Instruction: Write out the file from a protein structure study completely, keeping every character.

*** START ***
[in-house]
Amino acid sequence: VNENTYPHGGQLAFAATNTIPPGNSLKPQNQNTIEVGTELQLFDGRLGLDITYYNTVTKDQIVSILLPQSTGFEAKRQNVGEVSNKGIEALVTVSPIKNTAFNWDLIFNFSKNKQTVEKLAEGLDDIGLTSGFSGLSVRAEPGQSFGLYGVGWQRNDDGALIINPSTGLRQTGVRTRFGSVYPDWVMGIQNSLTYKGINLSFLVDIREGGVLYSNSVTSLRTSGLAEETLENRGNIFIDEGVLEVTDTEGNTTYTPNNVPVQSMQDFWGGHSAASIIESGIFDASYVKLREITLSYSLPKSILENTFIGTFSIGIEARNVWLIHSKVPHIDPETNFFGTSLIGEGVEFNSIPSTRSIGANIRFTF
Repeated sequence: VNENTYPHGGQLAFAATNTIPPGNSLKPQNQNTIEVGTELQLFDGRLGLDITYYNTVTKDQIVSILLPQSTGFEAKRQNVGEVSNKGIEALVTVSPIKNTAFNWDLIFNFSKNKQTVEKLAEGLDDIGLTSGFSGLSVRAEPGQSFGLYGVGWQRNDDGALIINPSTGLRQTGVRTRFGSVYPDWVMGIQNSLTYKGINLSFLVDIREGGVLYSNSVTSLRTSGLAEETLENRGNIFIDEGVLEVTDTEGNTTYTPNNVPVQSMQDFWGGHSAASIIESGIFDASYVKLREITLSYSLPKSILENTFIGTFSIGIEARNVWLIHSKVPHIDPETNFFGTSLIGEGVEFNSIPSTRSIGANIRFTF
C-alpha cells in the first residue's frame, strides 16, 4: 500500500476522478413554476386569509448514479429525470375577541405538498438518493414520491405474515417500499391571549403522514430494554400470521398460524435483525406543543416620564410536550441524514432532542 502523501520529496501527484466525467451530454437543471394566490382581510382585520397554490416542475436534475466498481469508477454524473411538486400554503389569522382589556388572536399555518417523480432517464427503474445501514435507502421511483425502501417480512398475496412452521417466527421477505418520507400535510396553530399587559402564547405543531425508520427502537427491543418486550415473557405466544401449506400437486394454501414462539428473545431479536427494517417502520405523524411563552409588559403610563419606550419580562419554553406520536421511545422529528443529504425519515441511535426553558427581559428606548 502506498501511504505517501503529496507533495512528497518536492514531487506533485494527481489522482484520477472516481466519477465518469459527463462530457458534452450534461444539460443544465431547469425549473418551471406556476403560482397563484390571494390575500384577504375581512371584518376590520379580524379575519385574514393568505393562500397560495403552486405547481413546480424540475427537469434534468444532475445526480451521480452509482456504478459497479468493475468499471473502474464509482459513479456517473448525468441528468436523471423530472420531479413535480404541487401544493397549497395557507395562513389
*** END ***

[in-house]
Amino acid sequence: VNENTYPHGGQLAFAATNTIPPGNSLKPQNQNTIEVGTELQLFDGRLGLDITYYNTVTKDQIVSILLPQSTGFEAKRQNVGEVSNKGIEALVTVSPIKNTAFNWDLIFNFSKNKQTVEKLAEGLDDIGLTSGFSGLSVRAEPGQSFGLYGVGWQRNDDGALIINPSTGLRQTGVRTRFGSVYPDWVMGIQNSLTYKGINLSFLVDIREGGVLYSNSVTSLRTSGLAEETLENRGNIFIDEGVLEVTDTEGNTTYTPNNVPVQSMQDFWGGHSAASIIESGIFDASYVKLREITLSYSLPKSILENTFIGTFSIGIEARNVWLIHSKVPHIDPETNFFGTSLIGEGVEFNSIPSTRSIGANIRFTF
Repeated sequence: VNENTYPHGGQLAFAATNTIPPGNSLKPQNQNTIEVGTELQLFDGRLGLDITYYNTVTKDQIVSILLPQSTGFEAKRQNVGEVSNKGIEALVTVSPIKNTAFNWDLIFNFSKNKQTVEKLAEGLDDIGLTSGFSGLSVRAEPGQSFGLYGVGWQRNDDGALIINPSTGLRQTGVRTRFGSVYPDWVMGIQNSLTYKGINLSFLVDIREGGVLYSNSVTSLRTSGLAEETLENRGNIFIDEGVLEVTDTEGNTTYTPNNVPVQSMQDFWGGHSAASIIESGIFDASYVKLREITLSYSLPKSILENTFIGTFSIGIEARNVWLIHSKVPHIDPETNFFGTSLIGEGVEFNSIPSTRSIGANIRFTF
C-alpha cells in the first residue's frame, strides 16, 4: 500500500476522478413554476386569509448514479429525470375577541405538498438518493414520491405474515417500499391571549403522514430494554400470521398460524435483525406543543416620564410536550441524514432532542 502523501520529496501527484466525467451530454437543471394566490382581510382585520397554490416542475436534475466498481469508477454524473411538486400554503389569522382589556388572536399555518417523480432517464427503474445501514435507502421511483425502501417480512398475496412452521417466527421477505418520507400535510396553530399587559402564547405543531425508520427502537427491543418486550415473557405466544401449506400437486394454501414462539428473545431479536427494517417502520405523524411563552409588559403610563419606550419580562419554553406520536421511545422529528443529504425519515441511535426553558427581559428606548 502506498501511504505517501503529496507533495512528497518536492514531487506533485494527481489522482484520477472516481466519477465518469459527463462530457458534452450534461444539460443544465431547469425549473418551471406556476403560482397563484390571494390575500384577504375581512371584518376590520379580524379575519385574514393568505393562500397560495403552486405547481413546480424540475427537469434534468444532475445526480451521480452509482456504478459497479468493475468499471473502474464509482459513479456517473448525468441528468436523471423530472420531479413535480404541487401544493397549497395557507395562513389